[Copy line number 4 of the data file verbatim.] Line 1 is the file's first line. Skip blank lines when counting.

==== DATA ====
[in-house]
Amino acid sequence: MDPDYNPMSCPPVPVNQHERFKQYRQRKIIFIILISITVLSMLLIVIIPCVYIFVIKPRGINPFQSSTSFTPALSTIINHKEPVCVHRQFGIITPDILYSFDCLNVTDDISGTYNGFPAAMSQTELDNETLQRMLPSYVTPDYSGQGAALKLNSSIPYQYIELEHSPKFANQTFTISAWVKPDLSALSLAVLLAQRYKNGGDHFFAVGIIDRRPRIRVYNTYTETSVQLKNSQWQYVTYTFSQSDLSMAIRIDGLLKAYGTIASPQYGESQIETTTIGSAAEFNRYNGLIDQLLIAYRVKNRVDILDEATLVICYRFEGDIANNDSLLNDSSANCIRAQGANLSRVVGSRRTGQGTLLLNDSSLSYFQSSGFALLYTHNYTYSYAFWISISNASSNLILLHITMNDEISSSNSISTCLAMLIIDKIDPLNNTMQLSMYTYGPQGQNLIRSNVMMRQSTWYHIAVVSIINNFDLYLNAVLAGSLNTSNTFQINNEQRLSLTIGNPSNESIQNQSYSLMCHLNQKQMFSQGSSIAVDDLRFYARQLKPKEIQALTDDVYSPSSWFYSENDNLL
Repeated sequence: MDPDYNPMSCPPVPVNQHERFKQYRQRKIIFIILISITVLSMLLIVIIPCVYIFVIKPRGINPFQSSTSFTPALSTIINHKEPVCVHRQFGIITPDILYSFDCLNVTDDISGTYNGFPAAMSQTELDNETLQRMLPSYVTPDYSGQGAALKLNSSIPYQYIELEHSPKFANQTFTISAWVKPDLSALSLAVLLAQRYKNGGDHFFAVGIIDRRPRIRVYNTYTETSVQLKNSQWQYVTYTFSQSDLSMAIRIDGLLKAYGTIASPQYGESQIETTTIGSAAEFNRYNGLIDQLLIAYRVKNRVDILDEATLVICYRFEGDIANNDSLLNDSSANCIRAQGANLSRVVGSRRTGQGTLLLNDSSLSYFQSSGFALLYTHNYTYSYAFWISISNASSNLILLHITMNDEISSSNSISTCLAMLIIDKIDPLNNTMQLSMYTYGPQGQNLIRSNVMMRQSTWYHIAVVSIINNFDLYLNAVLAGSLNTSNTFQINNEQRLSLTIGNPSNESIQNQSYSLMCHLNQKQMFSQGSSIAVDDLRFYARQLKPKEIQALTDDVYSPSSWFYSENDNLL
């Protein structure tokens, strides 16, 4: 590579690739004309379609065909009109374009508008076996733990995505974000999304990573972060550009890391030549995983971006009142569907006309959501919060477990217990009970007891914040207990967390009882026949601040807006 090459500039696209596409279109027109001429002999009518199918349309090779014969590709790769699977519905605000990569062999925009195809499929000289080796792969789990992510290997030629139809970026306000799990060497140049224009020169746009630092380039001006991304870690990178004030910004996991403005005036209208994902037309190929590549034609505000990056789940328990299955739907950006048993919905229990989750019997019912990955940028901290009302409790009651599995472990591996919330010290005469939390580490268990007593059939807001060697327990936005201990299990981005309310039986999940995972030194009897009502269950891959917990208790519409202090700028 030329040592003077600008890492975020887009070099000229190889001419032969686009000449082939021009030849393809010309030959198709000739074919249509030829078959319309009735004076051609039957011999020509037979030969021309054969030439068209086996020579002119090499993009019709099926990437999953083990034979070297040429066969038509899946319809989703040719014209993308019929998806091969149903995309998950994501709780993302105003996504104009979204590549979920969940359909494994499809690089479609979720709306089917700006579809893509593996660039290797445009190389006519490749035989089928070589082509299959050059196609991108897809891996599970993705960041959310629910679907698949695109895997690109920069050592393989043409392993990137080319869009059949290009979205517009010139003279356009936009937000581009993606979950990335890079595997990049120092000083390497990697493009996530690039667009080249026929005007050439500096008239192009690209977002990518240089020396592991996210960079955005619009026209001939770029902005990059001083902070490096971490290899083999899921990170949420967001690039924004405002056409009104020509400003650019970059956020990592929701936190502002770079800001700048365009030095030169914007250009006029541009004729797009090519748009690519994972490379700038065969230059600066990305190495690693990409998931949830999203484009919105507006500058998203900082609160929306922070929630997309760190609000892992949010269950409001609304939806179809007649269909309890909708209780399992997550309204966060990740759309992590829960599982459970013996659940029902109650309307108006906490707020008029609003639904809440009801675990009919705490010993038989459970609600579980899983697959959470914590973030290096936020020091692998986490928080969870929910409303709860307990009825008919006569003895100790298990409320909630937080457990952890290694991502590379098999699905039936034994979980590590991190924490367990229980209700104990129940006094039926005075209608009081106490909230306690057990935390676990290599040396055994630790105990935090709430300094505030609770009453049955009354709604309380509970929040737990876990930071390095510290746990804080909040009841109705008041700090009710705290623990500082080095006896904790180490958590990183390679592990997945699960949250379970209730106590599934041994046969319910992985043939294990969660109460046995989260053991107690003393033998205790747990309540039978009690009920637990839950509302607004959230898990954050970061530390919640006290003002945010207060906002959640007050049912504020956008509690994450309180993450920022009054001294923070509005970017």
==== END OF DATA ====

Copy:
């Protein structure tokens, strides 16, 4: 590579690739004309379609065909009109374009508008076996733990995505974000999304990573972060550009890391030549995983971006009142569907006309959501919060477990217990009970007891914040207990967390009882026949601040807006 090459500039696209596409279109027109001429002999009518199918349309090779014969590709790769699977519905605000990569062999925009195809499929000289080796792969789990992510290997030629139809970026306000799990060497140049224009020169746009630092380039001006991304870690990178004030910004996991403005005036209208994902037309190929590549034609505000990056789940328990299955739907950006048993919905229990989750019997019912990955940028901290009302409790009651599995472990591996919330010290005469939390580490268990007593059939807001060697327990936005201990299990981005309310039986999940995972030194009897009502269950891959917990208790519409202090700028 030329040592003077600008890492975020887009070099000229190889001419032969686009000449082939021009030849393809010309030959198709000739074919249509030829078959319309009735004076051609039957011999020509037979030969021309054969030439068209086996020579002119090499993009019709099926990437999953083990034979070297040429066969038509899946319809989703040719014209993308019929998806091969149903995309998950994501709780993302105003996504104009979204590549979920969940359909494994499809690089479609979720709306089917700006579809893509593996660039290797445009190389006519490749035989089928070589082509299959050059196609991108897809891996599970993705960041959310629910679907698949695109895997690109920069050592393989043409392993990137080319869009059949290009979205517009010139003279356009936009937000581009993606979950990335890079595997990049120092000083390497990697493009996530690039667009080249026929005007050439500096008239192009690209977002990518240089020396592991996210960079955005619009026209001939770029902005990059001083902070490096971490290899083999899921990170949420967001690039924004405002056409009104020509400003650019970059956020990592929701936190502002770079800001700048365009030095030169914007250009006029541009004729797009090519748009690519994972490379700038065969230059600066990305190495690693990409998931949830999203484009919105507006500058998203900082609160929306922070929630997309760190609000892992949010269950409001609304939806179809007649269909309890909708209780399992997550309204966060990740759309992590829960599982459970013996659940029902109650309307108006906490707020008029609003639904809440009801675990009919705490010993038989459970609600579980899983697959959470914590973030290096936020020091692998986490928080969870929910409303709860307990009825008919006569003895100790298990409320909630937080457990952890290694991502590379098999699905039936034994979980590590991190924490367990229980209700104990129940006094039926005075209608009081106490909230306690057990935390676990290599040396055994630790105990935090709430300094505030609770009453049955009354709604309380509970929040737990876990930071390095510290746990804080909040009841109705008041700090009710705290623990500082080095006896904790180490958590990183390679592990997945699960949250379970209730106590599934041994046969319910992985043939294990969660109460046995989260053991107690003393033998205790747990309540039978009690009920637990839950509302607004959230898990954050970061530390919640006290003002945010207060906002959640007050049912504020956008509690994450309180993450920022009054001294923070509005970017």